23 Practical Strategies to Help New Faculty Thrive
New Faculty Needing Help?
New faculty members need practical help to achieve lasting classroom success.
The average college professor knows his or her subject matter very well, but receives very little training in how to teach effectively. That’s because most graduate programs provide minimal instruction on classroom pedagogy.It’s not surprising that many new faculty members struggle when they are first asked to lead their own classes.Bad habits picked up early in a teaching career can become self-defeating in the long term.
Often, new faculty members try to do too much and wind up overextending themselves, which diminishes their enthusiasm. This can lead to frustration and ineffectiveness.The best way to confront these problems is to provide new faculty members with practical guidance and seasoned advice early on.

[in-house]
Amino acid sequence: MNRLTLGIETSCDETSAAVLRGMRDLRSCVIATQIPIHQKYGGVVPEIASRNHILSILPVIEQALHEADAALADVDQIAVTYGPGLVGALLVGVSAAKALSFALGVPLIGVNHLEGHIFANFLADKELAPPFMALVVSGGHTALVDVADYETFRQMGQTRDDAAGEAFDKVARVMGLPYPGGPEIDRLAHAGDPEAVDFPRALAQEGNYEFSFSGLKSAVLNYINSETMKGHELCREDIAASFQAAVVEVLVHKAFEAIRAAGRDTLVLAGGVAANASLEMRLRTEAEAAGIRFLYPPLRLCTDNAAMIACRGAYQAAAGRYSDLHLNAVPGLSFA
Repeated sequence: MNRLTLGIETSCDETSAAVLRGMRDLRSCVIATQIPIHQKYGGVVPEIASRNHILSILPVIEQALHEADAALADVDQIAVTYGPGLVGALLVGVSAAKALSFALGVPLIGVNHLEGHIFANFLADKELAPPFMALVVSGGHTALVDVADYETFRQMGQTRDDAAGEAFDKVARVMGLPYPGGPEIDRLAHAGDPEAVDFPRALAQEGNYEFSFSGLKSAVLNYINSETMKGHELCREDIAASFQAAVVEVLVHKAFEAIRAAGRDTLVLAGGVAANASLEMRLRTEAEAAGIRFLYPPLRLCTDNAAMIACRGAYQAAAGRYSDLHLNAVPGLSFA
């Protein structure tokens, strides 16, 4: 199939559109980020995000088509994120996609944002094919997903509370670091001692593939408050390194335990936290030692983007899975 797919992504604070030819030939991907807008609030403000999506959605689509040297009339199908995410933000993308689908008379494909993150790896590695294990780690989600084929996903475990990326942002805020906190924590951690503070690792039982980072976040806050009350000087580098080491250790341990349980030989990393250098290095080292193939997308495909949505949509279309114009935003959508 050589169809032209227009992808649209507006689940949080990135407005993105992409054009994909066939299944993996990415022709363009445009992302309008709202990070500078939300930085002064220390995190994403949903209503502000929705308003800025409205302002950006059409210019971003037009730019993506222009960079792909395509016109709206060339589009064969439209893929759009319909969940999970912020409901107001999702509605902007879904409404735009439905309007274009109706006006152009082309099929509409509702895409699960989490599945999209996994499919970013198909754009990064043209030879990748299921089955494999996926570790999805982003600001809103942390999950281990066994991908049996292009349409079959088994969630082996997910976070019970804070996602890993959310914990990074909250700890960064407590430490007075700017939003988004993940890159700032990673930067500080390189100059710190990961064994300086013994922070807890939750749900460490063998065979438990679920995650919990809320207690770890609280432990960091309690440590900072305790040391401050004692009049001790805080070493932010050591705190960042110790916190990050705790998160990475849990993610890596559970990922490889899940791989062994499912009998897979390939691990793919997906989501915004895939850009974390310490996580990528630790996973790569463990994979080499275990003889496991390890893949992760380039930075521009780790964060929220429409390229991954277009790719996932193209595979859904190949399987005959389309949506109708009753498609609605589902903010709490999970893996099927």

Award-winning professor and faculty mentor Ike Shibley, Ph.D., of Penn State Berks shares effective strategies for success in college teaching in this 90-minute seminar.
Drawing upon his fifteen years of teaching and mentoring experience, Professor Shibley offers compelling and realistic advice on day-to-day teaching and improving student learning to guide new faculty members around predictable pitfalls and set them on the path to a rewarding teaching career.
This seminar covers:
- Deliberate course design
- Writing a strong syllabus—and sticking to it
- Improving student ratings
- High vs. low-stakes grades
- Finding the right pacing
- The reality behind teaching “myths”
- How to start and end each class
- How and why to find a faculty mentor
- Strategies for working with colleagues
- Ways to increase classroom efficiency
- Maintaining psychological health
- The rewards of teaching
Who will benefit from this seminar?
- College professors just starting out
- Professors who need to recharge
- Course Developers
- Instructional Designers
Running Time: 90 minutes
Video with PowerPoint
3 WAYS TO ORDER:
- Supplemental Materials
- PowerPoint Handouts
|Ike Shibley, Ph.D.|